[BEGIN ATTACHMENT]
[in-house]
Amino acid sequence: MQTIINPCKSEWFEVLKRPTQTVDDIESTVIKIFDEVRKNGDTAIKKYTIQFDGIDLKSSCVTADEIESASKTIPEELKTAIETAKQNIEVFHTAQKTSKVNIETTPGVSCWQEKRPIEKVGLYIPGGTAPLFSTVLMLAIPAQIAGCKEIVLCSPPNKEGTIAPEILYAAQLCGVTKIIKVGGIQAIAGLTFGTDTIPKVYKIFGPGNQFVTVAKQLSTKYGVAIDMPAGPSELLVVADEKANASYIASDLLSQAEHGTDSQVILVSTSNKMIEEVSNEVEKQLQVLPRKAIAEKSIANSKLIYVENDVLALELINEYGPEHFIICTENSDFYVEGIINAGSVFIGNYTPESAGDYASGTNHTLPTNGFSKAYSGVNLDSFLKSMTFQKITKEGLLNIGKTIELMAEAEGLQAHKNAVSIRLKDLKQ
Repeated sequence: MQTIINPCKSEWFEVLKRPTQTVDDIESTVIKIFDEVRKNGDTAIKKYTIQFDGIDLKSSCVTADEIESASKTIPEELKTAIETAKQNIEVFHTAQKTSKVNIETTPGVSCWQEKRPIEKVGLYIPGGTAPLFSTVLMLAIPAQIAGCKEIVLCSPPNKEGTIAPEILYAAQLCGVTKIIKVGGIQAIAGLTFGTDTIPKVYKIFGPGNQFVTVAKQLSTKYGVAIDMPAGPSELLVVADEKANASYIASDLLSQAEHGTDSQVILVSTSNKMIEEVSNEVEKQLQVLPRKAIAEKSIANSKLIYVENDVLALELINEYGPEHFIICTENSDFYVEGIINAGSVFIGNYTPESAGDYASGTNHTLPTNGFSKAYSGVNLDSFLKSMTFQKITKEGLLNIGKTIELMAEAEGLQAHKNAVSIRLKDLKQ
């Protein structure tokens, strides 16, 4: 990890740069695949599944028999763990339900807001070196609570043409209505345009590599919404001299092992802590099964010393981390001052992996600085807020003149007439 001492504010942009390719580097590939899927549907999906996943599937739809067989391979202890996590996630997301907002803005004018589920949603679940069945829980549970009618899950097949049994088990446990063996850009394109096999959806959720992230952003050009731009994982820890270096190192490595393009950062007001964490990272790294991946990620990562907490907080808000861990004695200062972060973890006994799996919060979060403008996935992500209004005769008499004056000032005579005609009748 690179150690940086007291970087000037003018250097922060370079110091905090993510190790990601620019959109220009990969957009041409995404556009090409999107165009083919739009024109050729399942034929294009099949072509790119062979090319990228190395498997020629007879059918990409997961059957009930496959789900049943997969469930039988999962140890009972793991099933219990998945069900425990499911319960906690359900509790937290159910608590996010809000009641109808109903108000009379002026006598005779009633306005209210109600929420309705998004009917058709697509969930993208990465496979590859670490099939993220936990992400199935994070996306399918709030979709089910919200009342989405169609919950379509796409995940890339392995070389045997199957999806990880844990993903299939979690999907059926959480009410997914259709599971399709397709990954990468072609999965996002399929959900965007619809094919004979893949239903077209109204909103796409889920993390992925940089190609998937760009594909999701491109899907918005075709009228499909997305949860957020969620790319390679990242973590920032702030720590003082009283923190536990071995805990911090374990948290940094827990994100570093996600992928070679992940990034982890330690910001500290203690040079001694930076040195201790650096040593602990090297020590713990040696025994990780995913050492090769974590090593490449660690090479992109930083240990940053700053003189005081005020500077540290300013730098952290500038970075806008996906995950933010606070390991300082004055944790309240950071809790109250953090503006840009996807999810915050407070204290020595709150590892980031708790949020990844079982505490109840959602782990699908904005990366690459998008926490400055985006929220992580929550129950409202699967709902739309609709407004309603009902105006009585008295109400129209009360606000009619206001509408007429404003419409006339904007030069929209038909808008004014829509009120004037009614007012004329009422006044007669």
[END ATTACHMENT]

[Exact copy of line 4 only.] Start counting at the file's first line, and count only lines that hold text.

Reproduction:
């Protein structure tokens, strides 16, 4: 990890740069695949599944028999763990339900807001070196609570043409209505345009590599919404001299092992802590099964010393981390001052992996600085807020003149007439 001492504010942009390719580097590939899927549907999906996943599937739809067989391979202890996590996630997301907002803005004018589920949603679940069945829980549970009618899950097949049994088990446990063996850009394109096999959806959720992230952003050009731009994982820890270096190192490595393009950062007001964490990272790294991946990620990562907490907080808000861990004695200062972060973890006994799996919060979060403008996935992500209004005769008499004056000032005579005609009748 690179150690940086007291970087000037003018250097922060370079110091905090993510190790990601620019959109220009990969957009041409995404556009090409999107165009083919739009024109050729399942034929294009099949072509790119062979090319990228190395498997020629007879059918990409997961059957009930496959789900049943997969469930039988999962140890009972793991099933219990998945069900425990499911319960906690359900509790937290159910608590996010809000009641109808109903108000009379002026006598005779009633306005209210109600929420309705998004009917058709697509969930993208990465496979590859670490099939993220936990992400199935994070996306399918709030979709089910919200009342989405169609919950379509796409995940890339392995070389045997199957999806990880844990993903299939979690999907059926959480009410997914259709599971399709397709990954990468072609999965996002399929959900965007619809094919004979893949239903077209109204909103796409889920993390992925940089190609998937760009594909999701491109899907918005075709009228499909997305949860957020969620790319390679990242973590920032702030720590003082009283923190536990071995805990911090374990948290940094827990994100570093996600992928070679992940990034982890330690910001500290203690040079001694930076040195201790650096040593602990090297020590713990040696025994990780995913050492090769974590090593490449660690090479992109930083240990940053700053003189005081005020500077540290300013730098952290500038970075806008996906995950933010606070390991300082004055944790309240950071809790109250953090503006840009996807999810915050407070204290020595709150590892980031708790949020990844079982505490109840959602782990699908904005990366690459998008926490400055985006929220992580929550129950409202699967709902739309609709407004309603009902105006009585008295109400129209009360606000009619206001509408007429404003419409006339904007030069929209038909808008004014829509009120004037009614007012004329009422006044007669």